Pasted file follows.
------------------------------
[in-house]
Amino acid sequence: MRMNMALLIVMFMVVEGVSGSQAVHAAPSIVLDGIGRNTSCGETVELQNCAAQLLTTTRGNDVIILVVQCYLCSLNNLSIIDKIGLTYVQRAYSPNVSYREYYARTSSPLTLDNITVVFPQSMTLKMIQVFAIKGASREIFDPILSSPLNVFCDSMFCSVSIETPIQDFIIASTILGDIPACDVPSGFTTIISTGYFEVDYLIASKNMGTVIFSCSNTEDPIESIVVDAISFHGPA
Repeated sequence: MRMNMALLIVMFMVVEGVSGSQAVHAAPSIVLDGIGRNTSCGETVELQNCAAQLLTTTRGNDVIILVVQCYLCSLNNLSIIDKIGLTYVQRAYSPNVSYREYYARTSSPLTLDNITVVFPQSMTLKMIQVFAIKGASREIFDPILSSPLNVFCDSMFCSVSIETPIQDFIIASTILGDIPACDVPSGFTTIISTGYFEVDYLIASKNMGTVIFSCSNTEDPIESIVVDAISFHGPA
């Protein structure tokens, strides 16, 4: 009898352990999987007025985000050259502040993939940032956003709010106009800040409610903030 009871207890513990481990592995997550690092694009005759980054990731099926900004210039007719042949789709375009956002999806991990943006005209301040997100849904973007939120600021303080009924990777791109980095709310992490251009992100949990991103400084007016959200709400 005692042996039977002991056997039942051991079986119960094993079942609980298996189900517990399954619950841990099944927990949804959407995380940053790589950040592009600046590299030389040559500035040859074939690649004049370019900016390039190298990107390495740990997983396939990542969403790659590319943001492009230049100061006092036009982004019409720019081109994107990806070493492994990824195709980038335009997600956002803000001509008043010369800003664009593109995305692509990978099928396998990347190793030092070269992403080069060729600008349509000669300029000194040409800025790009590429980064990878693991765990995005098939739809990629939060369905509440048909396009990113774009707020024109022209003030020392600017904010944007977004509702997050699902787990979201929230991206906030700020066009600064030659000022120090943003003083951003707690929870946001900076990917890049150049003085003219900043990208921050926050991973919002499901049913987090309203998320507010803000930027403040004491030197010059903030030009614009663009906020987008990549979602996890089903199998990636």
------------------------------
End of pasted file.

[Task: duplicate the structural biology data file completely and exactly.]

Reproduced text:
[in-house]
Amino acid sequence: MRMNMALLIVMFMVVEGVSGSQAVHAAPSIVLDGIGRNTSCGETVELQNCAAQLLTTTRGNDVIILVVQCYLCSLNNLSIIDKIGLTYVQRAYSPNVSYREYYARTSSPLTLDNITVVFPQSMTLKMIQVFAIKGASREIFDPILSSPLNVFCDSMFCSVSIETPIQDFIIASTILGDIPACDVPSGFTTIISTGYFEVDYLIASKNMGTVIFSCSNTEDPIESIVVDAISFHGPA
Repeated sequence: MRMNMALLIVMFMVVEGVSGSQAVHAAPSIVLDGIGRNTSCGETVELQNCAAQLLTTTRGNDVIILVVQCYLCSLNNLSIIDKIGLTYVQRAYSPNVSYREYYARTSSPLTLDNITVVFPQSMTLKMIQVFAIKGASREIFDPILSSPLNVFCDSMFCSVSIETPIQDFIIASTILGDIPACDVPSGFTTIISTGYFEVDYLIASKNMGTVIFSCSNTEDPIESIVVDAISFHGPA
């Protein structure tokens, strides 16, 4: 009898352990999987007025985000050259502040993939940032956003709010106009800040409610903030 009871207890513990481990592995997550690092694009005759980054990731099926900004210039007719042949789709375009956002999806991990943006005209301040997100849904973007939120600021303080009924990777791109980095709310992490251009992100949990991103400084007016959200709400 005692042996039977002991056997039942051991079986119960094993079942609980298996189900517990399954619950841990099944927990949804959407995380940053790589950040592009600046590299030389040559500035040859074939690649004049370019900016390039190298990107390495740990997983396939990542969403790659590319943001492009230049100061006092036009982004019409720019081109994107990806070493492994990824195709980038335009997600956002803000001509008043010369800003664009593109995305692509990978099928396998990347190793030092070269992403080069060729600008349509000669300029000194040409800025790009590429980064990878693991765990995005098939739809990629939060369905509440048909396009990113774009707020024109022209003030020392600017904010944007977004509702997050699902787990979201929230991206906030700020066009600064030659000022120090943003003083951003707690929870946001900076990917890049150049003085003219900043990208921050926050991973919002499901049913987090309203998320507010803000930027403040004491030197010059903030030009614009663009906020987008990549979602996890089903199998990636």